The other major shift for me was professionally work wasn’t selling the projects that suited my skills. I kinda had a crisis of faith of sorts, where I felt I had to choose a new religion. I switched into managing more people, bought a mac and learned Swift, and explored leveraging my .net and WPF strengths in Xamarin. Work would eventually pick up later in the year, but in true agency fashion it involved dusting off my Unity3D skills, learning how to rock a HoloLens and learn Python and Ruby while I was at it. There’s loads to blog about it.

I want to touch on the macbook reference above. I feel like I’ve made a career out of bashing apple. (I ended many arguments in the 90s with apple fanboys with my favourite argument killer: “...but it’s a mac…”) Buying a mac for me was huge slice of humble pie. I still use a PC at work, but my mac is now my playground and go to device when I want to do something that isn’t “work”. I’m writing this on a mac, trying out blogo today.

One last thing, to accompany my macbook I switched to an iPhone and parted ways with my Windows Phone. I’m no stranger to iOS as I’ve had an iPad and iPhone in the past, but I was on Windows Phone for years with three different devices. I loved the platform, and still do, but I got tired of waiting for apps that the rest of the planet had. Apply Pay and wallet are awesome. I may still buy a lumina to play with UWP with Xamarin.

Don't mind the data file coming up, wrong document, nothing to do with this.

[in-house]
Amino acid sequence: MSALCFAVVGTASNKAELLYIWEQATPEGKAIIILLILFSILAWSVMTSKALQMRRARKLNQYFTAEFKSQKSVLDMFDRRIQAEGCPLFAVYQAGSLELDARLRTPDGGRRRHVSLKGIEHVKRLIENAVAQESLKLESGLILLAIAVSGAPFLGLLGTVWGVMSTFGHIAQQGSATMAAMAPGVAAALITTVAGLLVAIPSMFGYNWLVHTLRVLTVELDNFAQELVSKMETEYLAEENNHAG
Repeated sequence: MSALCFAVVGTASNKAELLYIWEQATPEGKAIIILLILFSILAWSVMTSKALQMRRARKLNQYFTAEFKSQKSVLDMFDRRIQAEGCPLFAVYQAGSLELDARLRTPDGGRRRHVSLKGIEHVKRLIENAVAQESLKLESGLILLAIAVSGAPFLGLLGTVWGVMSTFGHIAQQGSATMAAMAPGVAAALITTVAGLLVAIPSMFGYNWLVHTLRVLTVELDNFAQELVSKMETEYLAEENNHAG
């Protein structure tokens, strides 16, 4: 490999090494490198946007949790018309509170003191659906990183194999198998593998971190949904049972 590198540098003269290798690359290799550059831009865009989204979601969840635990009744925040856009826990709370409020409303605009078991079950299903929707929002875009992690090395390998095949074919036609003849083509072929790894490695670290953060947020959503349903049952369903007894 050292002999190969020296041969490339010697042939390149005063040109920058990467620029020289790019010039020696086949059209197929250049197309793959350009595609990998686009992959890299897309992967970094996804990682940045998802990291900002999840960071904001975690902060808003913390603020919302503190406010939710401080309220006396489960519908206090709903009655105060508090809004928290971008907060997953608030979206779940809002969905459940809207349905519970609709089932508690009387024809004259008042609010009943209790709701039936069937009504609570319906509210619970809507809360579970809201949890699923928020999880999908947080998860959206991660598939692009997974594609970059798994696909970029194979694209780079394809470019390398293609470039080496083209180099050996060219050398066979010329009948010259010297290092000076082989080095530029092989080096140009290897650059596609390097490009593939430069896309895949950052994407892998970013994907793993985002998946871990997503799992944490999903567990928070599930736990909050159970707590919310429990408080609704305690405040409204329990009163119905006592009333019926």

So what should you expect this year around here? Well, hopefully I can make good on promises to blog more, but expect to see a combination of development and agile delivery practices. You’ll likely see some Xamarin, some UI automation, maybe a HoloLens. From an agile delivery perspective, expect some tips and tricks to bring to your team as well as a focus on DevOps and Test Automation.

Friday, December 04, 2015

List of C# Compiler Warnings

Generally, you want to fix compiler warnings as they come up, but you may need to suppress some of them for legitimate reasons. A list of warnings and errors can be found here, but there’s no high-level list.

Here is a summarized list of warnings.

 

Warning Description More Info

Level 1 Warnings (Severe)

CS0420 ‘identifier’: a reference to a volatile field will not be treated as volatile https://msdn.microsoft.com/en-us/library/4bw5ewxy.aspx
CS0465 Introducing a ‘Finalize’ method can interfere with destructor invocation. https://msdn.microsoft.com/en-us/library/02wtfwbt.aspx
CS1058

A previous catch clause already catches all exceptions

https://msdn.microsoft.com/en-us/library/ms228623.aspx
CS1060 Use of possibly unassigned field 'name'. Struct instance variables are initially unassigned if struct is unassigned. https://msdn.microsoft.com/en-us/library/bb384216.aspx
CS1598 XML parser could not be loaded for the following reason: 'reason'. The XML documentation file 'file' will not be generated. https://msdn.microsoft.com/en-us/library/szfbfb7e.aspx
CS1607 A warning was generated from the assembly-creation phase of the compilation. https://msdn.microsoft.com/en-us/library/4a0640cd.aspx
CS1616 Option 'option' overrides attribute 'attribute' given in a source file or added module https://msdn.microsoft.com/en-us/library/0b104xt8.aspx
CS1658

'warning text'. See also error 'error code'

The compiler emits this warning when it overrides an error with a warning.

https://msdn.microsoft.com/en-US/library/ft0k10fs.aspx